Three mosques, a prayer room and a meeting centre have been put under police guard, Spiegel reported.
The bomb attacks hit a mosque and an international convention centre in the eastern German city of Dresden, police said Tuesday, adding that they suspected a xenophobic and nationalist motive.
No one was injured in the blasts late Monday in a city that has become a hotspot for far-right protests and hate crimes following Germany's huge migrant influx.
"Although no one has claimed the attack, we assume a xenophobic motive," said Dresden police chief Horst Kretzschmar. "We also suspect a connection with celebrations next weekend for the Day of German Unity" on Monday, October 3rd.
Dresden will host national celebrations Monday to mark 26 years since the reunification of East and West Germany, to be attended by Chancellor Angela Merkel and President Joachim Gauck.
"We have now switched to crisis mode," Kretzschmar said, with police deployed to guard the city's two mosques and an Islamic cultural centre.
The first homemade bomb went off around 9:50 pm local time on Monday and damaged the door of the mosque.
The second blast about 25 minutes later happened at the main venue for next Monday's festivities, the city's international convention centre which also includes a hotel. It was partially evacuated.
The police chief said that the attack on the mosque could have easily led to casualties as the imam, his wife and two young children were inside.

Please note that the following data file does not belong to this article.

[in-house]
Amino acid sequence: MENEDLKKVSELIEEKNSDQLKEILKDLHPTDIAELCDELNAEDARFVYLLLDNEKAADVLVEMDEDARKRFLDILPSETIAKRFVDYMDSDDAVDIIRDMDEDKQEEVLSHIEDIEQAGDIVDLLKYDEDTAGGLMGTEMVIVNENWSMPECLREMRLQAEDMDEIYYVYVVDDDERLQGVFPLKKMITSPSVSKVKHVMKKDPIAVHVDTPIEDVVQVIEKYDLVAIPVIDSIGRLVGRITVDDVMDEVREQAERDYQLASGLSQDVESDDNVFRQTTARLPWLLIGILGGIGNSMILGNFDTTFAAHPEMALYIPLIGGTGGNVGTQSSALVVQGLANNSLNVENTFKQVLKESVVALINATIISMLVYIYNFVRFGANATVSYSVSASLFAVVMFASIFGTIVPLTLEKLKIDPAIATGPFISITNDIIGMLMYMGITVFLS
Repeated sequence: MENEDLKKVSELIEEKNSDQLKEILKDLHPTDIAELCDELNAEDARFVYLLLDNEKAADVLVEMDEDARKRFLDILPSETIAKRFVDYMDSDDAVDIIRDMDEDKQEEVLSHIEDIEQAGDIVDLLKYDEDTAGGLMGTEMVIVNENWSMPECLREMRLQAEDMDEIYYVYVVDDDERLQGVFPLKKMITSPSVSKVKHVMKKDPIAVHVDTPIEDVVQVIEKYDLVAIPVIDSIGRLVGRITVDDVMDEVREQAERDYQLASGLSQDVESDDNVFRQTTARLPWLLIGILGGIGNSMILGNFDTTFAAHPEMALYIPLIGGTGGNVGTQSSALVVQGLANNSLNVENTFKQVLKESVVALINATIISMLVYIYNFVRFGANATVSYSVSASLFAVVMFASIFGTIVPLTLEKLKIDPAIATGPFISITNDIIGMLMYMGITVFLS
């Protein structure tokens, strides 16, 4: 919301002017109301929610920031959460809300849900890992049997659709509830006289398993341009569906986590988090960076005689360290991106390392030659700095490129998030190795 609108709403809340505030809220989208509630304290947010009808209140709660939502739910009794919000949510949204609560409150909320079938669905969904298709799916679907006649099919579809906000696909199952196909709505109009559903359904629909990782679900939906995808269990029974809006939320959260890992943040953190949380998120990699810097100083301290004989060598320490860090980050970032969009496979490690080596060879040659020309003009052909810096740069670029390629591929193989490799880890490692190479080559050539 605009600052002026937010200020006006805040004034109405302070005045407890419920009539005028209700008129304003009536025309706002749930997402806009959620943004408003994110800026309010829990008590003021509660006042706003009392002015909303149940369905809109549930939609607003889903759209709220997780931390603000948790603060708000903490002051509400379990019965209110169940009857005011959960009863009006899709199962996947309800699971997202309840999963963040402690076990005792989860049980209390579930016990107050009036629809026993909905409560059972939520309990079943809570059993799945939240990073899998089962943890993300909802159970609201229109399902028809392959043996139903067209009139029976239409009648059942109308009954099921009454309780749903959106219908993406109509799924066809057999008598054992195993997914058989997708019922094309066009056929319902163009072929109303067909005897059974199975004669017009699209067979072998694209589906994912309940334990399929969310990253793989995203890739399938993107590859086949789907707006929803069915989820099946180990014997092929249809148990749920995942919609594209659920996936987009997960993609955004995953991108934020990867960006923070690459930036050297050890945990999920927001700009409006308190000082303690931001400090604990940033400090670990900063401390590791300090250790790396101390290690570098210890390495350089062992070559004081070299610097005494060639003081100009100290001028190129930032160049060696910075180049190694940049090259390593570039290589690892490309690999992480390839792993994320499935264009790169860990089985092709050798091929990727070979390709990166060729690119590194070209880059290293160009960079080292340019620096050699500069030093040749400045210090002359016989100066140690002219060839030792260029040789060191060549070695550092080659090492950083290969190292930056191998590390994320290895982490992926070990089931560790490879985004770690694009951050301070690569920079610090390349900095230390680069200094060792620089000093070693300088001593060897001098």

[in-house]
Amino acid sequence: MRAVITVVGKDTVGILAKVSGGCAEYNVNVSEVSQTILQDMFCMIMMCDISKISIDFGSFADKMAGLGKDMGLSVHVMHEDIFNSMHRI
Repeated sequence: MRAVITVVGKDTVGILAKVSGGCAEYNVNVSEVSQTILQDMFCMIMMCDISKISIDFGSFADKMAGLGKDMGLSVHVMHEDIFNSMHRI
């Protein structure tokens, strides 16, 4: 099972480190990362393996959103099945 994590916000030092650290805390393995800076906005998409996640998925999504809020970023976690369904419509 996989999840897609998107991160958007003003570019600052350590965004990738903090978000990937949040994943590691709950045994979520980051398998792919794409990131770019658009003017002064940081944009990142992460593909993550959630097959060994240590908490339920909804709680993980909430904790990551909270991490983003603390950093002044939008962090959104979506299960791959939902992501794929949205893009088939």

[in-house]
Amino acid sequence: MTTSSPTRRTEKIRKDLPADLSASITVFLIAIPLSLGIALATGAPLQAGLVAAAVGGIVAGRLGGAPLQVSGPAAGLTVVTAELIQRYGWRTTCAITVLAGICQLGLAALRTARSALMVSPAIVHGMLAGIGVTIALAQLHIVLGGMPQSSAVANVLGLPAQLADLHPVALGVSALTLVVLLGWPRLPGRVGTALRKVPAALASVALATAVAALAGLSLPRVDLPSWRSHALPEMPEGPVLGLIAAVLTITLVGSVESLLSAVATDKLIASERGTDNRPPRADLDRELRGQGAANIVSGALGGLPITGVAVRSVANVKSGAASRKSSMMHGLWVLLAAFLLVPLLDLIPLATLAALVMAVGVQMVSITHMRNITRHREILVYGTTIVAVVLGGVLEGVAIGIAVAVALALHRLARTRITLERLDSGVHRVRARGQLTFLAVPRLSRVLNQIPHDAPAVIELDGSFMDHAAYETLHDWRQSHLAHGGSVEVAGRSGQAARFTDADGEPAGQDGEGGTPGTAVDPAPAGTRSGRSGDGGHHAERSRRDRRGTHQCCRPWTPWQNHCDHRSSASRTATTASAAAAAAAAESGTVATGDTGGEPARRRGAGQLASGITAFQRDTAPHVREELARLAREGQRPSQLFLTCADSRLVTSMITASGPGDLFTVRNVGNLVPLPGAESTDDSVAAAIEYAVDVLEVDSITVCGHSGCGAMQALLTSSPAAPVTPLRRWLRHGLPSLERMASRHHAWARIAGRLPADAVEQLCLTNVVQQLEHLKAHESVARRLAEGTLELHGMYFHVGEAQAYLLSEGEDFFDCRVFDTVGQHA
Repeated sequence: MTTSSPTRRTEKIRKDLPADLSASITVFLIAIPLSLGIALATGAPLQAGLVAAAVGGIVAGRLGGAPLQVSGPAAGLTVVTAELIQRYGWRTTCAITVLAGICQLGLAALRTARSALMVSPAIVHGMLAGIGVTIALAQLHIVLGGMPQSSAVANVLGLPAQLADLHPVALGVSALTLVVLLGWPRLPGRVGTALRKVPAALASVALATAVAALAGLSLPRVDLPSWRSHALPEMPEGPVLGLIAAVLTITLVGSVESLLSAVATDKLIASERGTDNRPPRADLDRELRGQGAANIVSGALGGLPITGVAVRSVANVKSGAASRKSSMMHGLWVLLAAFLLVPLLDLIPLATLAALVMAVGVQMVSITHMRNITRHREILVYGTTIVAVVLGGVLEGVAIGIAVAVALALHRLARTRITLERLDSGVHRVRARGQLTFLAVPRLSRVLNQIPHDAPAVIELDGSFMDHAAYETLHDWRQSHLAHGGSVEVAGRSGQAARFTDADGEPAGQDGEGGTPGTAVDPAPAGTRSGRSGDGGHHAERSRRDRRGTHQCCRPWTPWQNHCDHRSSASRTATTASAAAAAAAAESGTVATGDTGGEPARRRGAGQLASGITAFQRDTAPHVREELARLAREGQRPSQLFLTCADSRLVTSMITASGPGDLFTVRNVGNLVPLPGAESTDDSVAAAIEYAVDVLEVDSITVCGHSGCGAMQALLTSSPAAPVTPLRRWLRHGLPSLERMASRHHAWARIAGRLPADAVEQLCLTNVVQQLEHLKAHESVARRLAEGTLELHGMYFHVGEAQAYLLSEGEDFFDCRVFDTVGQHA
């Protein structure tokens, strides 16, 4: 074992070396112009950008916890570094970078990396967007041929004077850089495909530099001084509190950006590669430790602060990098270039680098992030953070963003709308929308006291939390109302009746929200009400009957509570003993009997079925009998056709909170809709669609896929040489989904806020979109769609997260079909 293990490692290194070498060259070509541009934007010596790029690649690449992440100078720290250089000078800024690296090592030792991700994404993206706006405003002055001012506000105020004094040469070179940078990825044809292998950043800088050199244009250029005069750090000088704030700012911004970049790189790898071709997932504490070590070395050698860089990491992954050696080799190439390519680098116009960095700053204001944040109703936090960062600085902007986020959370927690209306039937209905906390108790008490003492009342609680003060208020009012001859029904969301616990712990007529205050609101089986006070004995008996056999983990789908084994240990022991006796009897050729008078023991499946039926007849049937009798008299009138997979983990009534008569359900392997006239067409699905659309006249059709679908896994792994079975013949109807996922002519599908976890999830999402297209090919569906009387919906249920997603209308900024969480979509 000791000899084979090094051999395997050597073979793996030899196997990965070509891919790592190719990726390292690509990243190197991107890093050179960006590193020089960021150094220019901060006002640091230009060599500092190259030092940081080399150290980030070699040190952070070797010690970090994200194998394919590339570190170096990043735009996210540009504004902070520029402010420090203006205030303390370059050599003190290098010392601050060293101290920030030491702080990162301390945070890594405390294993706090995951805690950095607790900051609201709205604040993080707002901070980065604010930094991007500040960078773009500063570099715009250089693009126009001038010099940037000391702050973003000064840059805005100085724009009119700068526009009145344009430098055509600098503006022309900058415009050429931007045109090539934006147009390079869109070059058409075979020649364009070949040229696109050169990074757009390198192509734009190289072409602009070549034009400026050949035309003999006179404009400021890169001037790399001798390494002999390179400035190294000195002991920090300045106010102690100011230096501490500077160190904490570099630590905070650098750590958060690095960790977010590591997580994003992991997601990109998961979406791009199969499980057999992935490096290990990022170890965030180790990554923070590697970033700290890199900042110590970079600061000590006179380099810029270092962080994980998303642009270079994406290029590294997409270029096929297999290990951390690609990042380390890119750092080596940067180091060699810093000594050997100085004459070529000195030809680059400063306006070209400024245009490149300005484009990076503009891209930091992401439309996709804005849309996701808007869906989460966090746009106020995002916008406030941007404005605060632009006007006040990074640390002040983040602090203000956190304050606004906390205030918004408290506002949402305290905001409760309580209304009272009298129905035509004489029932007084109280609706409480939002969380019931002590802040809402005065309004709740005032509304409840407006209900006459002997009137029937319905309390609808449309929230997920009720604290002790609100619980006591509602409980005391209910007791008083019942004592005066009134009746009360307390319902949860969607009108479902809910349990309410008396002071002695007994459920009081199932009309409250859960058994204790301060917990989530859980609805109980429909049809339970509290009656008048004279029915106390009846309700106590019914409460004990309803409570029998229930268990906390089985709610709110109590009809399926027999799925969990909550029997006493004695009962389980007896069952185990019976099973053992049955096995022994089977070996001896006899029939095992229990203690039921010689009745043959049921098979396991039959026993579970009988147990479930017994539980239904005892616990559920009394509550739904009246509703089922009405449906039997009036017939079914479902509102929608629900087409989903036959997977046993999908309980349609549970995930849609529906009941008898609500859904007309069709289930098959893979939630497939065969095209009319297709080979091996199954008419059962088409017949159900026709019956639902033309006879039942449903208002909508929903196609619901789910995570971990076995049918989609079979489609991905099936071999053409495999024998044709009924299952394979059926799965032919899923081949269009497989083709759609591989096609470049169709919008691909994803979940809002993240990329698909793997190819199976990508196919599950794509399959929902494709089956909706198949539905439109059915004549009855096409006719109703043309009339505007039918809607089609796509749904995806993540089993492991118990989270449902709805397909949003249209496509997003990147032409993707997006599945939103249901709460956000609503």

"The explosion could have led to the whole building going up in flames," Kretzschmar said.
Dresden, a Baroque city in Germany's ex-communist east, is also the birthplace of the anti-immigration Pegida street movement, short for Patriotic Europeans Against the Islamisation of the Occident.
Its members have angrily protested against the influx of refugees and migrants that last year brought one million asylum seekers to Europe's biggest economy.
About a dozen demonstrations are planned over the long weekend, by both Pegida and by anti-fascist groups.
Saxony state premier Stanislaw Tillich called the "cowardly" bombings an "attack on freedom of religion and on the values of an enlightened society" that could easily have claimed lives.
German Interior Minister Thomas de Maiziere said the mosque attack was "all the more scandalous" because it happened on the eve of the 10th annual meeting of the dialogue forum the German Islam Conference.
Saxony state saw far-right hate crimes targeting shelters for asylum seekers rise to 106 in 2015, with another 50 recorded in the first half of this year.
In an annual report outlining progress since reunification, the government warned last week that growing xenophobia and right-wing extremism could threaten peace in eastern Germany.